If there’s one video game franchise that captivated my attention the most as a kid, it was certainly the Pokémon franchise. Like so many other kids in the 90s and early 2000s, I was engrossed in the vast world of these unique creatures and what it would be like to have my own Pokémon partner. I often wonder what our world would really be like if we had Pokémon instead of animals, how the world would be different, what types of technological advancements we’d have if pokeball tech could be used on a larger scale, and which Pokémon would be the most useful in this world. How fun would it be if we lived in a world where we could fly on the backs of fire dragons instead of taking airplanes or have our own personal electric mouse battery that can charge anything?
The possibilities of Pokémon and their practical uses seem endless.
This is the strength of “Pokémon: Detective Pikachu” and it delivers on this in utterly grand fashion. Rather than focusing on the elaborate fight scenes of the anime and its spin-off movies, “Detective Pikachu” delves into a bustling metropolis where humans and Pokémon live and work together, some Pokémon serving in roles that humans would normally do even more efficiently than we can (like Machamp as a security guard, or Ludicolo as a bartender), while others work alongside their partners. The world building is some of the best in any fantasy since “The Lord of the Rings,” capitalizing on the imagery and imagination of the Pokémon series to great effect.
This is also helped by some stellar CGI on the Pokémon, giving nearly every pocket monster enough realism while also sticking close enough to its original design to play on our nostalgia. This is especially convincing for Pokémon such as Bulbasaur, Squritle, Jigglypuff, and just about any Pokémon the general public would recognize.
This is especially true for the mascot of the franchise, Pikachu, who never stops being adorable, though this is very quickly offset when you hear him talk like Deadpool. Admittedly, Ryan Reynolds brings the same wit and enthusiasm we’ve come to love from him, and it does lead the funniest lines in the movie. It’s just a little off-putting to see such a beloved and cute character making wise-cracks and some borderline adult jokes.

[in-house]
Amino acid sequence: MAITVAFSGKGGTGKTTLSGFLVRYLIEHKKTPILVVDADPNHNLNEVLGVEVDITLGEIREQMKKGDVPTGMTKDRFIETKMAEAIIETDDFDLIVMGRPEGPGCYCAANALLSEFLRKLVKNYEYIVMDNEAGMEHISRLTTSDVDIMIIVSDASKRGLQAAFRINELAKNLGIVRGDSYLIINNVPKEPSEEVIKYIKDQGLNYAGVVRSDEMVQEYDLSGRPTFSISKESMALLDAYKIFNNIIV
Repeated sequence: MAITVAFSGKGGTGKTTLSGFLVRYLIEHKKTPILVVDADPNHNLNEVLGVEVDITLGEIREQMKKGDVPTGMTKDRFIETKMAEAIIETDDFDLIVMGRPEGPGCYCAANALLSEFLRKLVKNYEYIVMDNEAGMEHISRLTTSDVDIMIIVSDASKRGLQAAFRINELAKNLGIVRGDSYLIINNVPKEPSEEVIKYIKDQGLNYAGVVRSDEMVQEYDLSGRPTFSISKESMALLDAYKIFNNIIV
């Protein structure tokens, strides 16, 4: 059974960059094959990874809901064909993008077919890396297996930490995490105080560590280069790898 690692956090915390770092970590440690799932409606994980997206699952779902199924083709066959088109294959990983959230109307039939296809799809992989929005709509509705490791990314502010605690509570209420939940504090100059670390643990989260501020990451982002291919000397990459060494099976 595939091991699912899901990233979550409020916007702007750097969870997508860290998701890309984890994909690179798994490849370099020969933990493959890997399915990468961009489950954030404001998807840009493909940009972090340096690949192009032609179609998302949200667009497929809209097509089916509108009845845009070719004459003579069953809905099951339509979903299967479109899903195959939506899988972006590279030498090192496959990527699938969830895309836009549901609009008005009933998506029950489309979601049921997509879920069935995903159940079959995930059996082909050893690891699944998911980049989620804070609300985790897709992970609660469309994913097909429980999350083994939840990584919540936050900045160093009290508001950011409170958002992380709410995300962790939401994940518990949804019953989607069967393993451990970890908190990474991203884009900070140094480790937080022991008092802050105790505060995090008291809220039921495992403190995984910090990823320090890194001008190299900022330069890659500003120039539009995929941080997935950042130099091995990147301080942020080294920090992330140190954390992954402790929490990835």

With that being said, this is all “Detective Pikachu” has going for it.
Beyond the world building, impressive CGI and Ryan Reynolds trying to be a kid-friendly Deadpool, “Detective Pikachu” is about as run-of-the-mill as you can get. The mystery and detective work lacks any sort of tension or suspense and seems to be an after-thought, even though the title implies otherwise. The film plays everything as safe as possible and never really takes any chances with its unique premise, instead telling a very generic mystery about a son (Justice Smith) trying to find his missing estranged father with the help of a plucky sidekick (Reynolds).
I wouldn’t mind this as much if the characters were as quirky as Pikachu or were as engrossed in the Pokémon world as the viewer, but Justice Smith plays his role with the same amount of boredom and disinterest as his role in “Jurassic World: Fallen Kingdom.” Despite living in a world filled with fantastical creatures that want to work with humans and exploring a metropolis that exemplifies that sentiment, Smith couldn’t care less. He often looks lost and confused, like he wants to be somewhere else, which makes so many great moments of realization fall flat.
We’ve seen this type of story so many times in the past, and these characters offer nothing new to that story. It is only because of the world of Pokémon that we put up this generic Hollywood mystery.
For this reason, I find it a little difficult to recommend “Pokémon: Detective Pikachu.” The story is flat and predictable, and the human leads do nothing to make that more interesting. And yet, the world building is superb, making you care more about what’s going on in the background than the leads, just to catch a glimpse of some new practical use for a fan favorite Pokémon, like Squirtle being used by the fire department. It is rather charming at times and does make you forget about the bland story, which certainly makes this passable.
Final Grade: C+